Many factors are contributing towards endangered status of Padri: communication with outside regions, migration of people for education and job who end up losing the connection with it, globalization, influence of dominant language (which is considered as a political symbol of nation, symbol of civilization and progress), the stigmatization of a local dialect (low prestige of the endangered dialect), lack of physical proximity among speakers, the desire for literacy, a law of compulsory education in a specific language, a lack of social cohesion among speakers, cultural destruction and neglect (medium of instruction is only the dominant language), parents switching to the dominant language because they think that their children won’t get the best opportunities learning their native dialect, too much of outside influence is diminishing the culture and tradition of Paddar, negligence and faulty provisions of the governance which have not facilitated our mother tongue to be functional and not useful outside the home domain, trend of mixing languages and this is mainly because youth think that talking in native languages will sound rural and rustic, due to the lack of intergenerational transmission and decrease in domains of its use.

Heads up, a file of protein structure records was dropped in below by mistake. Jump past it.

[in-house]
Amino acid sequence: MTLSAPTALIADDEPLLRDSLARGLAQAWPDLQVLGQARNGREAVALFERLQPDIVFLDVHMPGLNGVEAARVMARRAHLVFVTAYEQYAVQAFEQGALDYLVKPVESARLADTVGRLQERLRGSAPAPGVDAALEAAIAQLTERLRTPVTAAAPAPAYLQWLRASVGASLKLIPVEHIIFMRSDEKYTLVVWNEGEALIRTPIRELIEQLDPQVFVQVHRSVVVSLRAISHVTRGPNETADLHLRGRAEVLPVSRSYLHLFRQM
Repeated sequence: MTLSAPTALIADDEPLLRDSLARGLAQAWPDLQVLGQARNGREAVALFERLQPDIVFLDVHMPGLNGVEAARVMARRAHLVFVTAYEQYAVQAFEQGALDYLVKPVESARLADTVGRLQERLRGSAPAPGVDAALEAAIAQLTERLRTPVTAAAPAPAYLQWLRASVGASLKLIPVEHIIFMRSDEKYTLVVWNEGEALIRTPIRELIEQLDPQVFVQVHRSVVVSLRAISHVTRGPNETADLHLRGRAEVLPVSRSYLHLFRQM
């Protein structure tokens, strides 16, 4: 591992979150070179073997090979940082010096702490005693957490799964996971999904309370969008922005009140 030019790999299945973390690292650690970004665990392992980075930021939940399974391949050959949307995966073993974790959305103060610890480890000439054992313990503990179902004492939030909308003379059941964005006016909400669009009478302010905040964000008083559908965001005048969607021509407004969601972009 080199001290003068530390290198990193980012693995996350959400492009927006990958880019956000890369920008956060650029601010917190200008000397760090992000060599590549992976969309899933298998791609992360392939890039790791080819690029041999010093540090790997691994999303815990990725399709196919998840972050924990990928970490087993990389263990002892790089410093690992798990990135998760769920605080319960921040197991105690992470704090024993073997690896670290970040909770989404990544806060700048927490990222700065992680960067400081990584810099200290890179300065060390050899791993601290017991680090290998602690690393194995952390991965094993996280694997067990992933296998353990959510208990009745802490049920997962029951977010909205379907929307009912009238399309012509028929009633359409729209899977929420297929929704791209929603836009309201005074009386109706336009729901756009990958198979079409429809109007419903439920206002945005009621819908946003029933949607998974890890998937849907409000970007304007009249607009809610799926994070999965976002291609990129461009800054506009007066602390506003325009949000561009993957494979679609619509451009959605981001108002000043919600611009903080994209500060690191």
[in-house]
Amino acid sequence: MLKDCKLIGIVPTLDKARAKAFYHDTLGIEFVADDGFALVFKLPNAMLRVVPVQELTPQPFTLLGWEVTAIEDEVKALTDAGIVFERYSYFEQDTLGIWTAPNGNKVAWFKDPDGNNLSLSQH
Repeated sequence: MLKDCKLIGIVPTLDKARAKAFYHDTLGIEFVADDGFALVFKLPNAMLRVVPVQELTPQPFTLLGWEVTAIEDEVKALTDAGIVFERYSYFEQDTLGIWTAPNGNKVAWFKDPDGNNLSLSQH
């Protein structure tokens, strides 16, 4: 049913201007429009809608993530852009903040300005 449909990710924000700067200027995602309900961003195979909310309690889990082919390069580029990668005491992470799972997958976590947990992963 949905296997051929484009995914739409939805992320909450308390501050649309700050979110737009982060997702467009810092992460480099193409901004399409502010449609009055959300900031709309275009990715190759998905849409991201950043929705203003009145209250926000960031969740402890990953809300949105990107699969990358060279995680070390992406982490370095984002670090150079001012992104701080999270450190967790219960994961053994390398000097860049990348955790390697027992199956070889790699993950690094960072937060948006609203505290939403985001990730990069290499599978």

This presents a frightening scenario as the dialect could be on its path to extinction. We do not seem to have woken up to the harsh reality and no proper steps have been initiated by either the community or government of J&K to save the dying dialect. This dialect has already been listed by government of India. If the current trend continues, most probably it would become extinct by the end of century.